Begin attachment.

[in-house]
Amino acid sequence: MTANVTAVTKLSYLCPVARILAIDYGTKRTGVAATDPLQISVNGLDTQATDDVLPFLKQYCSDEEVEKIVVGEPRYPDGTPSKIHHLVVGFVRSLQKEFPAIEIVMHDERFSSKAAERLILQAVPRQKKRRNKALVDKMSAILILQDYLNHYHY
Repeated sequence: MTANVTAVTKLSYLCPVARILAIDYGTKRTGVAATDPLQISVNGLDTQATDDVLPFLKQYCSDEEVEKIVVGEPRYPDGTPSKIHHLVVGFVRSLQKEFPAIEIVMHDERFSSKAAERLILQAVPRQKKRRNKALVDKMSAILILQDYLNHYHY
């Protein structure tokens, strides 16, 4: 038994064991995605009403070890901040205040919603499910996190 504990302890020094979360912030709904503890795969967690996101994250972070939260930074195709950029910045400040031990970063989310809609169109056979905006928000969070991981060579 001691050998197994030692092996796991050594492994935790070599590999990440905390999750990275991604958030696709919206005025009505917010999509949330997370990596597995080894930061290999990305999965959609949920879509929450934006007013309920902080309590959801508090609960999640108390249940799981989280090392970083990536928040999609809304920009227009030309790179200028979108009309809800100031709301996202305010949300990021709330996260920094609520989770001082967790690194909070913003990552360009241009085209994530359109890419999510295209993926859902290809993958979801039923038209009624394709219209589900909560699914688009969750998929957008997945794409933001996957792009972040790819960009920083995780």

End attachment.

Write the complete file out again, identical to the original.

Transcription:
[in-house]
Amino acid sequence: MTANVTAVTKLSYLCPVARILAIDYGTKRTGVAATDPLQISVNGLDTQATDDVLPFLKQYCSDEEVEKIVVGEPRYPDGTPSKIHHLVVGFVRSLQKEFPAIEIVMHDERFSSKAAERLILQAVPRQKKRRNKALVDKMSAILILQDYLNHYHY
Repeated sequence: MTANVTAVTKLSYLCPVARILAIDYGTKRTGVAATDPLQISVNGLDTQATDDVLPFLKQYCSDEEVEKIVVGEPRYPDGTPSKIHHLVVGFVRSLQKEFPAIEIVMHDERFSSKAAERLILQAVPRQKKRRNKALVDKMSAILILQDYLNHYHY
């Protein structure tokens, strides 16, 4: 038994064991995605009403070890901040205040919603499910996190 504990302890020094979360912030709904503890795969967690996101994250972070939260930074195709950029910045400040031990970063989310809609169109056979905006928000969070991981060579 001691050998197994030692092996796991050594492994935790070599590999990440905390999750990275991604958030696709919206005025009505917010999509949330997370990596597995080894930061290999990305999965959609949920879509929450934006007013309920902080309590959801508090609960999640108390249940799981989280090392970083990536928040999609809304920009227009030309790179200028979108009309809800100031709301996202305010949300990021709330996260920094609520989770001082967790690194909070913003990552360009241009085209994530359109890419999510295209993926859902290809993958979801039923038209009624394709219209589900909560699914688009969750998929957008997945794409933001996957792009972040790819960009920083995780």